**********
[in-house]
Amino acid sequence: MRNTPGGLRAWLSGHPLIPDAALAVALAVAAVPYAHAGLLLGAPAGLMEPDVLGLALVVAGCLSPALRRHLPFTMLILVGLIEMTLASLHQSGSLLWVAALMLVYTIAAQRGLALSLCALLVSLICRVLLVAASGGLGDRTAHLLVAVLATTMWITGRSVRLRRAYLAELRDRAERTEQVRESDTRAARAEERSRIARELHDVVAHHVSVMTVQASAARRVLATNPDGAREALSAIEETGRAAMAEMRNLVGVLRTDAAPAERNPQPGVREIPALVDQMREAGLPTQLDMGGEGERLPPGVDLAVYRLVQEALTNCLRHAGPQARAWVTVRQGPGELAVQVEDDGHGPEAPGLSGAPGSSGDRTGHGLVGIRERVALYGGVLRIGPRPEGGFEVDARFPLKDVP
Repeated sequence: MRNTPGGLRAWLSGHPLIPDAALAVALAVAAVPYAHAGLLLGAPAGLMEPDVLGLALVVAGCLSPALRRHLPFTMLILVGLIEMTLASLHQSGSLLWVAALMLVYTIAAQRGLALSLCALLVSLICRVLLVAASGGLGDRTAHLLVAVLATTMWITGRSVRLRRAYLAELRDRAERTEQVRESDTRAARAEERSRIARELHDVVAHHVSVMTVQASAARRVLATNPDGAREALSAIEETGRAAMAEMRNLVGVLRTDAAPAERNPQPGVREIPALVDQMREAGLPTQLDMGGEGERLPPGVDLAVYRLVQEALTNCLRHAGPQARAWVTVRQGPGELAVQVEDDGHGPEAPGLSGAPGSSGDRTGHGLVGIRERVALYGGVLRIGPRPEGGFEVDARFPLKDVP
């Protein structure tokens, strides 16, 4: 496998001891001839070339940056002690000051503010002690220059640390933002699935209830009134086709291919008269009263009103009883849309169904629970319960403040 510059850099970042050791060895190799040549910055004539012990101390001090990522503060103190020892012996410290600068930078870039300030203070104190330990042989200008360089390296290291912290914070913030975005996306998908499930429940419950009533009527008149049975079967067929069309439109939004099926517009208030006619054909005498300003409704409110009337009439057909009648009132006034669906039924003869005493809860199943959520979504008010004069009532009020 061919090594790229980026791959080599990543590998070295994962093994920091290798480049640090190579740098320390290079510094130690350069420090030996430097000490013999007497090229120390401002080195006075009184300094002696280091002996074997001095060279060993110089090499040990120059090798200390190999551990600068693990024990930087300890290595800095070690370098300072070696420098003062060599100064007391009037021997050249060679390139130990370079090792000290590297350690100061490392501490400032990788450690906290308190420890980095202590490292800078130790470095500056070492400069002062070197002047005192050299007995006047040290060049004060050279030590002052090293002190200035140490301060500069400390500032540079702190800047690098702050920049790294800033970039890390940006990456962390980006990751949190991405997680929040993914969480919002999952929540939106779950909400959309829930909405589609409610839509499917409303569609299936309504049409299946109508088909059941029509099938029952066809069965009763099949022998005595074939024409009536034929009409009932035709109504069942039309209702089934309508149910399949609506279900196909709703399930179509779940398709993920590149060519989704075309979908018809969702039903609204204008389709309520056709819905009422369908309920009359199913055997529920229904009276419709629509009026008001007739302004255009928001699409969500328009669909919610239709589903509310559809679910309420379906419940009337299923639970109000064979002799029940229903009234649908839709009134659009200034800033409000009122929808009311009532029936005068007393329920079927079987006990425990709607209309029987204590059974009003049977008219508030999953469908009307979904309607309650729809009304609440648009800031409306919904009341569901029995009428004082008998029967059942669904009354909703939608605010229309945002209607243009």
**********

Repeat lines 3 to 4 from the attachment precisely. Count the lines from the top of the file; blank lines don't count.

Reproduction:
Repeated sequence: MRNTPGGLRAWLSGHPLIPDAALAVALAVAAVPYAHAGLLLGAPAGLMEPDVLGLALVVAGCLSPALRRHLPFTMLILVGLIEMTLASLHQSGSLLWVAALMLVYTIAAQRGLALSLCALLVSLICRVLLVAASGGLGDRTAHLLVAVLATTMWITGRSVRLRRAYLAELRDRAERTEQVRESDTRAARAEERSRIARELHDVVAHHVSVMTVQASAARRVLATNPDGAREALSAIEETGRAAMAEMRNLVGVLRTDAAPAERNPQPGVREIPALVDQMREAGLPTQLDMGGEGERLPPGVDLAVYRLVQEALTNCLRHAGPQARAWVTVRQGPGELAVQVEDDGHGPEAPGLSGAPGSSGDRTGHGLVGIRERVALYGGVLRIGPRPEGGFEVDARFPLKDVP
């Protein structure tokens, strides 16, 4: 496998001891001839070339940056002690000051503010002690220059640390933002699935209830009134086709291919008269009263009103009883849309169904629970319960403040 510059850099970042050791060895190799040549910055004539012990101390001090990522503060103190020892012996410290600068930078870039300030203070104190330990042989200008360089390296290291912290914070913030975005996306998908499930429940419950009533009527008149049975079967067929069309439109939004099926517009208030006619054909005498300003409704409110009337009439057909009648009132006034669906039924003869005493809860199943959520979504008010004069009532009020 061919090594790229980026791959080599990543590998070295994962093994920091290798480049640090190579740098320390290079510094130690350069420090030996430097000490013999007497090229120390401002080195006075009184300094002696280091002996074997001095060279060993110089090499040990120059090798200390190999551990600068693990024990930087300890290595800095070690370098300072070696420098003062060599100064007391009037021997050249060679390139130990370079090792000290590297350690100061490392501490400032990788450690906290308190420890980095202590490292800078130790470095500056070492400069002062070197002047005192050299007995006047040290060049004060050279030590002052090293002190200035140490301060500069400390500032540079702190800047690098702050920049790294800033970039890390940006990456962390980006990751949190991405997680929040993914969480919002999952929540939106779950909400959309829930909405589609409610839509499917409303569609299936309504049409299946109508088909059941029509099938029952066809069965009763099949022998005595074939024409009536034929009409009932035709109504069942039309209702089934309508149910399949609506279900196909709703399930179509779940398709993920590149060519989704075309979908018809969702039903609204204008389709309520056709819905009422369908309920009359199913055997529920229904009276419709629509009026008001007739302004255009928001699409969500328009669909919610239709589903509310559809679910309420379906419940009337299923639970109000064979002799029940229903009234649908839709009134659009200034800033409000009122929808009311009532029936005068007393329920079927079987006990425990709607209309029987204590059974009003049977008219508030999953469908009307979904309607309650729809009304609440648009800031409306919904009341569901029995009428004082008998029967059942669904009354909703939608605010229309945002209607243009």